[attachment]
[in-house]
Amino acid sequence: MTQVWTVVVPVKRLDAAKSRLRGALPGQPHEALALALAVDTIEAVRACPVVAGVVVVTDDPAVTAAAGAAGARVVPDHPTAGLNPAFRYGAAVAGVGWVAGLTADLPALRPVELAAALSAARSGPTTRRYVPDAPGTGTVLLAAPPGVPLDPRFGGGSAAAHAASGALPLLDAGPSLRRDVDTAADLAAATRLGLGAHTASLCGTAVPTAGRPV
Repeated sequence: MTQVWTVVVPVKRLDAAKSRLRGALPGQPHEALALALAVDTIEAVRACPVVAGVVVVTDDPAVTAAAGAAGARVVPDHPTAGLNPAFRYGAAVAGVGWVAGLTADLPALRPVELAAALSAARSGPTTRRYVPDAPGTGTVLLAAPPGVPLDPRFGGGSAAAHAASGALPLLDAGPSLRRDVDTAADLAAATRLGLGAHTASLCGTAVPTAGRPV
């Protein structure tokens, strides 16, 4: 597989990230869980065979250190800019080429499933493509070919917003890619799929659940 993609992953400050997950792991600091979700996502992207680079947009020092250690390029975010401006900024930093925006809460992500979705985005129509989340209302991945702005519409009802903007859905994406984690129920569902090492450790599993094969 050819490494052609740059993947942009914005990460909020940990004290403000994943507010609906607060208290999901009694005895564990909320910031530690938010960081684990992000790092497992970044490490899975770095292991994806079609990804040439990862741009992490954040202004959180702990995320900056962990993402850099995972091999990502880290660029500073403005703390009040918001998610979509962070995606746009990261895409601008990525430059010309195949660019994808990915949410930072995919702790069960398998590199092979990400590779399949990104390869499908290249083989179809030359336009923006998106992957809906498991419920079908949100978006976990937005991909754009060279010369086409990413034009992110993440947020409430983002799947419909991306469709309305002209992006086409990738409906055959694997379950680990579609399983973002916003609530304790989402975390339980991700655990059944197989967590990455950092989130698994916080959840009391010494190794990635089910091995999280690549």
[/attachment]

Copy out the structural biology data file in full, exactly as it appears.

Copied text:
[in-house]
Amino acid sequence: MTQVWTVVVPVKRLDAAKSRLRGALPGQPHEALALALAVDTIEAVRACPVVAGVVVVTDDPAVTAAAGAAGARVVPDHPTAGLNPAFRYGAAVAGVGWVAGLTADLPALRPVELAAALSAARSGPTTRRYVPDAPGTGTVLLAAPPGVPLDPRFGGGSAAAHAASGALPLLDAGPSLRRDVDTAADLAAATRLGLGAHTASLCGTAVPTAGRPV
Repeated sequence: MTQVWTVVVPVKRLDAAKSRLRGALPGQPHEALALALAVDTIEAVRACPVVAGVVVVTDDPAVTAAAGAAGARVVPDHPTAGLNPAFRYGAAVAGVGWVAGLTADLPALRPVELAAALSAARSGPTTRRYVPDAPGTGTVLLAAPPGVPLDPRFGGGSAAAHAASGALPLLDAGPSLRRDVDTAADLAAATRLGLGAHTASLCGTAVPTAGRPV
């Protein structure tokens, strides 16, 4: 597989990230869980065979250190800019080429499933493509070919917003890619799929659940 993609992953400050997950792991600091979700996502992207680079947009020092250690390029975010401006900024930093925006809460992500979705985005129509989340209302991945702005519409009802903007859905994406984690129920569902090492450790599993094969 050819490494052609740059993947942009914005990460909020940990004290403000994943507010609906607060208290999901009694005895564990909320910031530690938010960081684990992000790092497992970044490490899975770095292991994806079609990804040439990862741009992490954040202004959180702990995320900056962990993402850099995972091999990502880290660029500073403005703390009040918001998610979509962070995606746009990261895409601008990525430059010309195949660019994808990915949410930072995919702790069960398998590199092979990400590779399949990104390869499908290249083989179809030359336009923006998106992957809906498991419920079908949100978006976990937005991909754009060279010369086409990413034009992110993440947020409430983002799947419909991306469709309305002209992006086409990738409906055959694997379950680990579609399983973002916003609530304790989402975390339980991700655990059944197989967590990455950092989130698994916080959840009391010494190794990635089910091995999280690549």